This, therefore, shows that the advancement in AI has caused the companies to follow stricter privacy and data protection legislation, with greater ‘punishments’ for any breaches of it. On the other hand, a positive of this regulation results in individuals having greater rights, as well as arguably increasing lawyers workload with an increase in cases of a data breach, as personal information is now seen as more ‘sensitive’ than it was used to.

Cases predictions:

Another possible use of AI in the legal profession is that of ‘prediction technology.’ Some software’s can predict likely outcomes of litigation cases. This has been described by the Lord Chief Justice of England and Wales as ‘one of the most exciting developments of the age.’ AI has advanced so much that it may, in the future, will arguably be able to balance evidence with ‘moral questions of right and wrong.[7]

Data collected by the University College London in 2012 used machines to predict outcomes of cases. The machines had a staggering 79% accuracy! So, does this mean that potentially in the future there may no longer be a requirement for judges to sit in court if AI can use algorithms of previous decisions, facts, and cases to generate an answer? Does this mean that the function of and use of litigation lawyers is also destroyed?


Document automation:

Another use of AI that has been increasingly used in law, is software templates of legal documents. This enables filling and completing the forms to be much easier and quicker as the lawyer or paralegal does not need to create the relevant form or document each time for each new case. Instead, a template can be devised, and all that is needed to do is mere ‘fil in the blanks.’ Examples of documents where this is used are contracts and witness statements. Magic circle law firm Clifford Chance began using automated templates in 2001, and they believe it helps them be more efficient[8].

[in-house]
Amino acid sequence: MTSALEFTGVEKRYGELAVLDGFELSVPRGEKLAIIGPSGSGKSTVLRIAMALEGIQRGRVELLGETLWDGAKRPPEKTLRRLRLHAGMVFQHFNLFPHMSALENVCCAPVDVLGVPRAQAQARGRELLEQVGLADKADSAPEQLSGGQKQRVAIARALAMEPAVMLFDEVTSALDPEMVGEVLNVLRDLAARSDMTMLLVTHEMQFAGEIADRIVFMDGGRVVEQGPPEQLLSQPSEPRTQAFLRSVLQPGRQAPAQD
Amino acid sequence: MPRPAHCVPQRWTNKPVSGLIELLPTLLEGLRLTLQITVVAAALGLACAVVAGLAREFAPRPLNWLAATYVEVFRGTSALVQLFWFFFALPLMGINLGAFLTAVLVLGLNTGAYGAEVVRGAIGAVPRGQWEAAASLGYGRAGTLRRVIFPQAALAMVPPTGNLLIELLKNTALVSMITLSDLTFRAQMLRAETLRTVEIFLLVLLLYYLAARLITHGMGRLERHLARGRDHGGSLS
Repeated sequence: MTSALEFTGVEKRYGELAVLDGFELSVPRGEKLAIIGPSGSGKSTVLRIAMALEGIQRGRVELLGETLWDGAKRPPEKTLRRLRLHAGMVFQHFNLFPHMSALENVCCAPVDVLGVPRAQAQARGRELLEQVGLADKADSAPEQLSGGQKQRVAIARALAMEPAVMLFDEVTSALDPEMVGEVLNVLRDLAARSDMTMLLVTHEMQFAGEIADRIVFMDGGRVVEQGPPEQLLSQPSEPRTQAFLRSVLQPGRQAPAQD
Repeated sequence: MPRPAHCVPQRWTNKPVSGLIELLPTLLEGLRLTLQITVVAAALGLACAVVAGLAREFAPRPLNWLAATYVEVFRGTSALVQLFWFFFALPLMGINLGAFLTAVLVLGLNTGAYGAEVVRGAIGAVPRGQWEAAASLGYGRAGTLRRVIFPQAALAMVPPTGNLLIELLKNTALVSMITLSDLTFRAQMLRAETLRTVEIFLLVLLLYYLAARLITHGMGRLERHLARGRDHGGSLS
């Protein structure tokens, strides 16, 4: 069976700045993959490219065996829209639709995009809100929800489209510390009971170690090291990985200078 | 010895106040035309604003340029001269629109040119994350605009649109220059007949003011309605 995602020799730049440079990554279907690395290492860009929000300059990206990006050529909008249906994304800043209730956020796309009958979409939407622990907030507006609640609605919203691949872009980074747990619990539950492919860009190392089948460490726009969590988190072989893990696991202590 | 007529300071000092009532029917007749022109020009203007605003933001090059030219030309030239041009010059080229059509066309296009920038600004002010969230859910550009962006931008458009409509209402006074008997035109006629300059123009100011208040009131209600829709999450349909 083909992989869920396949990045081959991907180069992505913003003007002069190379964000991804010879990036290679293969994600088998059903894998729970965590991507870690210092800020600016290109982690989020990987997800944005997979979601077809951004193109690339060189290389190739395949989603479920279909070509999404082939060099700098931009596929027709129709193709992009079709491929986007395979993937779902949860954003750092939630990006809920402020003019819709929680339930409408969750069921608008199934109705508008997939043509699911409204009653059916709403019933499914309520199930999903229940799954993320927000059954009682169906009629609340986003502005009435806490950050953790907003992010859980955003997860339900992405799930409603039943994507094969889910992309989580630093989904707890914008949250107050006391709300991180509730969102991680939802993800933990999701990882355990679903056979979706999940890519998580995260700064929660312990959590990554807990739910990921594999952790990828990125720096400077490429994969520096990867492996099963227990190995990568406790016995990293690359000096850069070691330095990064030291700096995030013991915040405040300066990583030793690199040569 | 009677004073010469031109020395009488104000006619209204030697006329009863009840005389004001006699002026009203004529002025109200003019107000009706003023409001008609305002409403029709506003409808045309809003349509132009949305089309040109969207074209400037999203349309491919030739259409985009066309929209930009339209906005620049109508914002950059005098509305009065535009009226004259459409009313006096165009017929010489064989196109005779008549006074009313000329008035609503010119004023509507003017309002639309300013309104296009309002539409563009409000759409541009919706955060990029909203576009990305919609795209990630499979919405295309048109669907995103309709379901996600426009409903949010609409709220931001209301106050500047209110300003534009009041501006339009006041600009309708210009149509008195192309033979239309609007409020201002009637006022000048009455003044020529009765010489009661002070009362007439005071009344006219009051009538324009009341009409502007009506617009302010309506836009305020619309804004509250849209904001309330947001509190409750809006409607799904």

Electronic billing:

This method of AI allows precise minute-by-minute time logging for lawyers whilst completing their daily activities. The UK began showing interest in ‘e-billing’ since around 2003. In the USA, it is estimated that this type of AI is used for up to 90% of legal billing for litigation work, showing just how useful this could be[9]! Electronic billing has many advantages to the legal profession, from easy cost and expense tracking, time-saving, data analytics and reduced paper usage, it is deemed quite a useful system of AI in the legal profession. However, there are some drawbacks to it also. One of the main drawbacks include complications with Data Protection regulations (including compliance with GDPR!)

In addition, I believe that any mistakes made by the software would be very difficult to pick up upon. This is because many humans rely on AI being precise and correct, and so are very trust-worthy with the figures which it devises. However, AI can sometimes make mistakes, but I believe that the computerised nature of the documents and the fact it is made by AI will render the documents to not having a need to be checked and verified, and so mistakes can process through the firm, without any notice.

Conclusion:

The above examples show that sometimes, AI can be really useful and helpful in the legal sector and can be very beneficial and help the efficiency of firms. However, there are some negatives of AI from dehumanising the workforce, to having the potential to replace lawyers and judges’ roles. So, many questions are raised when considering the future of the legal profession. However, in my opinion, there are some roles and jobs which will always need a human touch, and I think the law is one of them. Judges need social and background information to help them reach their decision and impose the correct penalty/ remedy, and that is something I believe AI could never understand.

 

REFERENCES-

‘Artificial Intelligence – Reasoning’ (Encyclopedia Britannica, 2020) <https://www.britannica.com/technology/artificial-intelligence/Reasoning> accessed 23 August 2020